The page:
In the previous part we talked about Azure Arc, which is integral in our Azure Hybrid Cloud story. Azure Arc is essentially the glue that sticks our on-prem or multi-cloud infrastructure to the Azure portal, for unified management and control. We are now ready to move on to other infrastructure focused concepts such as storage, compute, and networking, and in case of HCI, these are software-defined.
First, lets talk about storage. Azure Stack HCI implements software-defined storage with the technology called “Storage Spaces Direct (S2D)”. S2D leverages the locally attached storage drives on each server and combines them all together to make one big storage pool which has built-in features like caching, fault tolerance, erasure coding (parity), scalability and many more.
The documentation on S2D is pretty great, and I highly recommend you all to check it out. For the purpose of this blog, we will quickly touch upon some major benefits and features S2D provides on a high level.
S2D creates a built-in, persistent, and fault-tolerant read and write cache automatically. The selection of drives that constitute the cache vs capacity depends on the drive type. Currently, S2D works with four types of storage devices:
- PMem (Persistent Memory)
- NVMe (Non-Volatile Memory Express)
- SSD (Solid State Drive)
- HDD (Hard Disk Drive)
You can have an all-flash drives deployment (NVMe and/or SSD) or hybrid deployments (combination of flash drives and HDDs). The faster ones will be allocated for cache and slower ones for capacity. Important thing to remember here is that the storage assigned as cache does not contribute to raw storage capacity, so the total raw storage capacity of your deployment is the sum of your capacity drives only.
Fault Tolerance and Storage Efficiency
S2D implements resiliency by default. Depending on the number of servers participating in S2D, the resiliency strategy changes to implement either “Mirroring” or “Parity (Erasure coding)” or a combination of both, called “Mirror-accelerated Parity”.
Mirroring provides fault tolerance by keeping multiple copies of all data. Which simply means all the data in its entirety is duplicated multiple times, on different hardware drives for fault tolerance.
If your cluster has only 2 servers, S2D implements two-way mirroring where you have 2 copies of all the data, so the storage efficiency is 50%. This means if you wanted useable raw storage worth 1TB, your S2D storage pool should have the raw capacity of 2TB.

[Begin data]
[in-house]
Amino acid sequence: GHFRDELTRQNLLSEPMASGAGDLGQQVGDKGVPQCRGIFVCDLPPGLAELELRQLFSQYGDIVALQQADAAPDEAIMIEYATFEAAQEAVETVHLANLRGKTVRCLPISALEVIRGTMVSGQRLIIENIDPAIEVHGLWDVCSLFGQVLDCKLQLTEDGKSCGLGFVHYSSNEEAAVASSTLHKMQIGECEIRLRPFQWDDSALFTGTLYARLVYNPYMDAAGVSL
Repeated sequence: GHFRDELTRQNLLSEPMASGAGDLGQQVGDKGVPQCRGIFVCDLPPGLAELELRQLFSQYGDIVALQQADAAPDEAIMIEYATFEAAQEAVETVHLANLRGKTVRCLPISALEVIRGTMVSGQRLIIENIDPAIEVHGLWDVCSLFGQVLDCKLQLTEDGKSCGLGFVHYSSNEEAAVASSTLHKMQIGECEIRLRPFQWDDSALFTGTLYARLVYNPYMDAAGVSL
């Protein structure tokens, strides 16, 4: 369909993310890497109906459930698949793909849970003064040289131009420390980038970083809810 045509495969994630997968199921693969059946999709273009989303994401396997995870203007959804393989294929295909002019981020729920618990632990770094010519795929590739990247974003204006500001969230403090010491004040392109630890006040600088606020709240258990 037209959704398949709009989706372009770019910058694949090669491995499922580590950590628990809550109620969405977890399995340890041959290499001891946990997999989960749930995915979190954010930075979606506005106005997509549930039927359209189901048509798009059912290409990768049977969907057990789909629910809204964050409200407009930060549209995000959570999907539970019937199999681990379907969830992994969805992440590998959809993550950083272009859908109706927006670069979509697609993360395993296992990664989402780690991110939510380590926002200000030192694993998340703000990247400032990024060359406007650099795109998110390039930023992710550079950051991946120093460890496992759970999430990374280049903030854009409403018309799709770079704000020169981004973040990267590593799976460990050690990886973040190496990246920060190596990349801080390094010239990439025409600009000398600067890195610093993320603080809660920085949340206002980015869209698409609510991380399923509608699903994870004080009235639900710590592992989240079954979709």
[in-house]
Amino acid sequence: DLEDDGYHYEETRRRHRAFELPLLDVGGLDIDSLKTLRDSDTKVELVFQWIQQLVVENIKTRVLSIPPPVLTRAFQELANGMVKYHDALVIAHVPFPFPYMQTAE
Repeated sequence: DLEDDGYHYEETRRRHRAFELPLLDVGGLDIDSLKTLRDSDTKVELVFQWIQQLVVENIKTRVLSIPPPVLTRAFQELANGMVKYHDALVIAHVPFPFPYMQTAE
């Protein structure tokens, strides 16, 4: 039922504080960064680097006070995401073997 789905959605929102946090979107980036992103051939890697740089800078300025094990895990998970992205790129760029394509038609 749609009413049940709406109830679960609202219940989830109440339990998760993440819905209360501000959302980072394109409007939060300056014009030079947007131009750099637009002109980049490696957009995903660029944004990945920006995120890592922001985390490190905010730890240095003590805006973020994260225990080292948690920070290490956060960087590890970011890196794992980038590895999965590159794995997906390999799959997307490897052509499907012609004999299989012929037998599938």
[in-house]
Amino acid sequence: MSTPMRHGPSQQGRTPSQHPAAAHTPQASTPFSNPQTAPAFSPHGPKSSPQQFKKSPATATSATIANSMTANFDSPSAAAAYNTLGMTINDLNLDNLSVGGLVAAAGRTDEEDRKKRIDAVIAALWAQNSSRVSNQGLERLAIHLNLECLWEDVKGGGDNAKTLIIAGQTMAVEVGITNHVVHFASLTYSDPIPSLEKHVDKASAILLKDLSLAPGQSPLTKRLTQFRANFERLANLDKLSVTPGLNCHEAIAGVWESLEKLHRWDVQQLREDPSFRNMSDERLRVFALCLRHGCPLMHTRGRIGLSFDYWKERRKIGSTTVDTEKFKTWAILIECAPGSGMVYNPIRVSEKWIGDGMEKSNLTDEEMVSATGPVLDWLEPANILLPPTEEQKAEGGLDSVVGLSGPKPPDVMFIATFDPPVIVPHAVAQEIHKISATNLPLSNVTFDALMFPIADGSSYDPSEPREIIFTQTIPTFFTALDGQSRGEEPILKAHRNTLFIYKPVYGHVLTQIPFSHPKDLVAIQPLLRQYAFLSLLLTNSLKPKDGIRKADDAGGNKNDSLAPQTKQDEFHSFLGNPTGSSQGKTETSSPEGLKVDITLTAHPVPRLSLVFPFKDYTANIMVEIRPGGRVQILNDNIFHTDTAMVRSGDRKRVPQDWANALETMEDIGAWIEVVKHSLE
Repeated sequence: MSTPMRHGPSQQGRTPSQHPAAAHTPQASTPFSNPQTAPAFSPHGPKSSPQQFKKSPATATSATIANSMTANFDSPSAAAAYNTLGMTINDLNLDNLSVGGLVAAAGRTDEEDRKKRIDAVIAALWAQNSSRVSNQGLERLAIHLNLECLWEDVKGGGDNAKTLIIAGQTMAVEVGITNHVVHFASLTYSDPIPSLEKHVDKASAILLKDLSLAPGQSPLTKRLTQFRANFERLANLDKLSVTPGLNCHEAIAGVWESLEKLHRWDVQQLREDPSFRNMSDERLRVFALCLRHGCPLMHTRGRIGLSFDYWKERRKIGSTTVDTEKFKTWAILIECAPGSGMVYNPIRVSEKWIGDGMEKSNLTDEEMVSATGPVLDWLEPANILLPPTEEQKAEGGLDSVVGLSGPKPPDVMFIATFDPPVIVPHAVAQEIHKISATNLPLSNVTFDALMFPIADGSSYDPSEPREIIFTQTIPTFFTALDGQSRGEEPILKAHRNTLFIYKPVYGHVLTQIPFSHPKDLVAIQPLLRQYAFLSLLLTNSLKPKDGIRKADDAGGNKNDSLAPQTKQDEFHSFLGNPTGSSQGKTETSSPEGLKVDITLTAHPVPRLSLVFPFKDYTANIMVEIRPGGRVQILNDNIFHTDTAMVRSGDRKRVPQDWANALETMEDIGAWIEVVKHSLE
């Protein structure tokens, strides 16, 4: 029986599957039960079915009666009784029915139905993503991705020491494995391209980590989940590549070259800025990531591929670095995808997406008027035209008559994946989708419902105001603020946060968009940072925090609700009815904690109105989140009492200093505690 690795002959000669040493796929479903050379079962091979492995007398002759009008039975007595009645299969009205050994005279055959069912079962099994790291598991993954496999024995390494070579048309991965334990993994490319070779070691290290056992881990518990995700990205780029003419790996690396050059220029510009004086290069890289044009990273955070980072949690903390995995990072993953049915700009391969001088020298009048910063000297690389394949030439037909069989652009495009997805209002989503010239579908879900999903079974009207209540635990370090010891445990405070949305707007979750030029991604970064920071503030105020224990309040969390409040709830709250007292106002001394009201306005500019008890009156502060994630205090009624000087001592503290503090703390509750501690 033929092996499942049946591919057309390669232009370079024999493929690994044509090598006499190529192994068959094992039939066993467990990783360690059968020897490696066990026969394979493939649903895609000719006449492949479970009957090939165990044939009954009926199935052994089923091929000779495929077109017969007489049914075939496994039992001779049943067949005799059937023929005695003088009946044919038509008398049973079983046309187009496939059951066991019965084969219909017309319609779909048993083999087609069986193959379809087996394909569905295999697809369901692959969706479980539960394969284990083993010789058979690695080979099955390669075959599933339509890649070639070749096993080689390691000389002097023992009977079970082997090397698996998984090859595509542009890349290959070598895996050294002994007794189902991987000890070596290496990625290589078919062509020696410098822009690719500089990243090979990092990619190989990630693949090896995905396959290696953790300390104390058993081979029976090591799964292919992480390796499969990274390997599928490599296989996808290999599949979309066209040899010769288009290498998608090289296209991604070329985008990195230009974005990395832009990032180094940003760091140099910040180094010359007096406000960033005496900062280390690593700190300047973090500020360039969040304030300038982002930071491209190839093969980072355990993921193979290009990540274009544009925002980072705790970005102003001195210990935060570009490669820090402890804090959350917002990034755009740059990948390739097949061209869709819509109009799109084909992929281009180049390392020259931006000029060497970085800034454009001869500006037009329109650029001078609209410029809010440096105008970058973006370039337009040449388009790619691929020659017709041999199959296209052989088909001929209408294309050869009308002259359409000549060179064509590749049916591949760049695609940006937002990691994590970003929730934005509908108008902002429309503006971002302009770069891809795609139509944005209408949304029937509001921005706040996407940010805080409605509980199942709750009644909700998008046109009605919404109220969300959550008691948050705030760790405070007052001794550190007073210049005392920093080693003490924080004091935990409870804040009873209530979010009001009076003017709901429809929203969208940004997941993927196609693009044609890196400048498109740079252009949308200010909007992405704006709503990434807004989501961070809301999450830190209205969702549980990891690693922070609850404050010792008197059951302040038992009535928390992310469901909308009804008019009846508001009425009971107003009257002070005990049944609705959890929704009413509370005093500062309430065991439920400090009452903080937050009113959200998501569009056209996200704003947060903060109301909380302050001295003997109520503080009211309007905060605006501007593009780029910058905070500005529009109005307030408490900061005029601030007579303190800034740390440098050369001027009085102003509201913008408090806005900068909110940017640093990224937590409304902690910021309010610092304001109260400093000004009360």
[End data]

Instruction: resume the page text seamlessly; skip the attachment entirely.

If your cluster has 3 servers, S2D implements three-way mirroring where you have 3 copies of all the data. This drops the storage efficiency to 33.3%, but gives you higher resiliency since you now have 2 additional copies of data instead of only one. So if you wanted useable raw storage worth 1TB, your S2D storage pool needs to have the raw capacity of 3TB.
Parity (Erasure Coding)
As you go beyond a 3-server cluster the resiliency method changes from Mirroring to Parity. Instead of copying the entire data multiple times, Parity provides fault tolerance by using bitwise arithmetic. How it does it is sometimes quite complex and not really in the scope of most our jobs here so we’ll skip that part. All we must understand here is that Parity encoding provides you better fault tolerance without compromising much on the storage efficiency and the efficiency actually keeps getting better with the number of servers you add in the pool.
There are two kinds of Parity Encoding, Single Parity and Dual Parity, out of which the latter is preferred due to its ability to sustain more hardware failures at once.
Lastly, we have the combination of both. It starts from 4 servers onwards and as you’d expect, it’s resiliency and storage efficiency are in-between Mirroring and Parity alone.
You may be wondering, why use this at all if you get better results with dual parity alone? The answer is that it is recommended that you use mirroring for your performance-sensitive workloads and Parity for others so the ability to mix the two for parts of your storage capacity sometimes provides better results.
It is recommended that all the servers participating in S2D have exactly same drive configuration. This includes the same number of drives, same capacity, same types, and even same models.
Of course, this is not always practical in the real world, and you may not have the same hardware lying around whenever you need it. So in practice, if you can’t use the same configuration, the next best thing is to select the closest one.
Phew! That was a quite a lot to digest at once. But hopefully it has given you better understanding of S2D which is crucial in your implementation of Azure Stack HCI. As I mentioned earlier, this is only scraping the surface and there’s a lot more to this which is covered very well in Microsoft documentation.
Next up, we will talk a bit about clusters themselves and the built-in DR strategy in Azure Stack HCI.
See you in the next one!